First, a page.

By Isabel Ringrose
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Housing campaigners demand action on empty homes

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Issue 2751
Homelessness and social housing waiting lists are rising
Homelessness and social housing waiting lists are rising (Pic: Guy Smallman)

Housing campaigners are gearing up for a day of action over empty homes on Saturday.

The number of empty homes is rising while homelessness, social housing waiting lists and people stuck in temporary accommodation rocket.

In 2020 there were 268,178 long-term empty homes and 262,782 second-homes without any permanent residents. There are around 120,000 Airbnb type short-lets—with an estimated 80,000 in London alone.

The Action on Empty Homes and Homes for All campaign groups will stage protests. They will take place outside new developments that do not contain any social housing, cleared council homes and residential properties that are long-term empty.

Will McMahon is the director of Action on Empty Homes. “During the pandemic a lot of people needed to isolate,” he explained. “All the empty properties out there could’ve been used.

“We also have a health emergency. There is a huge amount of overcrowding. Poor accommodation impacts heath, education and employment.”

Will said that the crux of the problem is “corporates and wealth investment in metropolitan areas”. “Houses and flat prices are going up but they’re totally unaffordable for people,” he said. “Wealth investment is creating a crisis of affordability.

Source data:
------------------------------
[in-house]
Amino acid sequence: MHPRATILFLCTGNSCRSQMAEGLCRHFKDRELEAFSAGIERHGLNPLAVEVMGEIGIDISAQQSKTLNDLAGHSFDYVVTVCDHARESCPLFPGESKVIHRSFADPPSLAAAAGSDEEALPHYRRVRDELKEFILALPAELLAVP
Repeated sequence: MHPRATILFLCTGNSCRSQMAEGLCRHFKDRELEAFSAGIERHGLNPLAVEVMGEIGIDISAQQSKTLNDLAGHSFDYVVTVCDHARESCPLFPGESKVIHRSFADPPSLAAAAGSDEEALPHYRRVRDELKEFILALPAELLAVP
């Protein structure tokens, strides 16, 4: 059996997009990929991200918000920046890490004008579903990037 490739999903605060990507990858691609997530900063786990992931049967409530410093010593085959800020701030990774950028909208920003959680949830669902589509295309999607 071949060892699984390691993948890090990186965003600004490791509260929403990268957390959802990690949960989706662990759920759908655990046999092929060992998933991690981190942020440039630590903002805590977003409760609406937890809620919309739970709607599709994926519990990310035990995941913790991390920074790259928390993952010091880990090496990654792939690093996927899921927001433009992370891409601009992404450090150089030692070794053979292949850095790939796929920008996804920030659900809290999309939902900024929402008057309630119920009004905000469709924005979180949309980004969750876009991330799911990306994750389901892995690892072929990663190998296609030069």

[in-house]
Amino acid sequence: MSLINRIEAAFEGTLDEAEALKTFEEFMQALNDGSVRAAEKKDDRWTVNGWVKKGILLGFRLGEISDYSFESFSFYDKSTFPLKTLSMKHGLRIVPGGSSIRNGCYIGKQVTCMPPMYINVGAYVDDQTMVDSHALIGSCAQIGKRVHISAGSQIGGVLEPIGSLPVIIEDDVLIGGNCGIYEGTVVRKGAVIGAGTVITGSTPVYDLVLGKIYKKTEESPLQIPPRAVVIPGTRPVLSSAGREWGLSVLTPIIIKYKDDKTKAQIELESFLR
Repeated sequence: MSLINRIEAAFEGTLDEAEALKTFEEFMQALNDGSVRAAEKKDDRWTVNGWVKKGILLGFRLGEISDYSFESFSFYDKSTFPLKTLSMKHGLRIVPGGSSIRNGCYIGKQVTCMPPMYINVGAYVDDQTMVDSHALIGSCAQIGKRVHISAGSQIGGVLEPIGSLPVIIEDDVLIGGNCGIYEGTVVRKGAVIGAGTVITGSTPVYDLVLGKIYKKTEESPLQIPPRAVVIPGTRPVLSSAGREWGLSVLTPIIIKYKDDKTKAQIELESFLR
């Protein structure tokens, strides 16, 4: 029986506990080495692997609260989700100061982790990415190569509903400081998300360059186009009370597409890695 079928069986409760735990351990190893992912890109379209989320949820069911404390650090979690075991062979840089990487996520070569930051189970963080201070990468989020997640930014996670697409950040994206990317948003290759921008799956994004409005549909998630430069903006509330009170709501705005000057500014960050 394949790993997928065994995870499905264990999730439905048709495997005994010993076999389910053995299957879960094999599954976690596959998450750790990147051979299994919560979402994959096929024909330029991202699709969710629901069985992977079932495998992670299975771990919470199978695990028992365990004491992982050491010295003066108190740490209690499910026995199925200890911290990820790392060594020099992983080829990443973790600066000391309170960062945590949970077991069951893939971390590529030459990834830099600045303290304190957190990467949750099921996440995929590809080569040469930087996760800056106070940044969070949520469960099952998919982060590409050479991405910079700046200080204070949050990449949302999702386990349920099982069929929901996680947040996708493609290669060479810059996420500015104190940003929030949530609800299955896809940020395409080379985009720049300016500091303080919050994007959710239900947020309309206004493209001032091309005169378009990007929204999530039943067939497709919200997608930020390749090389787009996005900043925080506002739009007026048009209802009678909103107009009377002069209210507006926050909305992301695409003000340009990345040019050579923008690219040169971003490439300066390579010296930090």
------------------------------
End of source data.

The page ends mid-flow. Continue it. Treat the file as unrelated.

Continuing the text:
“Houses are not being built for people to live in—they’re investment property. Developers don’t have to have anyone living in them, they can just sit and watch the value go up.”

Councils rely on developers to help them hit building targets, and include a percentage of social rented housing and so-called “affordable” rents in new blocks. “Local authorities have no money to invest following the attack on the budgets of local governments in the last 20 to 30 years,” said Will. “So developers set the terms.

“They’ve stopped building council houses and the way the market is structured is a systematic attack on affordable housing.”


Will argued the housing market isn’t broken, but “working for people with loads of money as it’s meant to”. “The housing crisis is one for the poor,” he explained. “The poor have a housing crisis because the wealthy invest for people with wealth.

“We have to challenge ideas about how the housing market works. Build council housing houses for working class people at affordable rent prices.”

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Sam Burgum, a researcher into requisitioning and squatters’ movements, backs the day of action. “It’s pressure from below that opens up empty buildings,” he said. “Squatters in the past have sought to develop housing into something viable.

“Local authorities have no problem using their requisitioning powers when kicking out social housing tenants, but are hesitant when talking about unused properties.

“Highlighting empty buildings puts pressure on owners—and squatting helps put it into use.

“It’s a combination of requisitioning from below and calling upon councils to use their powers for good and not their own benefit.”

Will hopes the day of action will help build a mass campaign across Britain. “It’s a big issue,” he added. “Every local area has long term empty homes, second homes or AirBnB accommodation. “This has to be a national campaign.

“We need a government that does the right thing and invests money to refurbish empty homes.”

For more information about the day of action of Saturday 17 April go to

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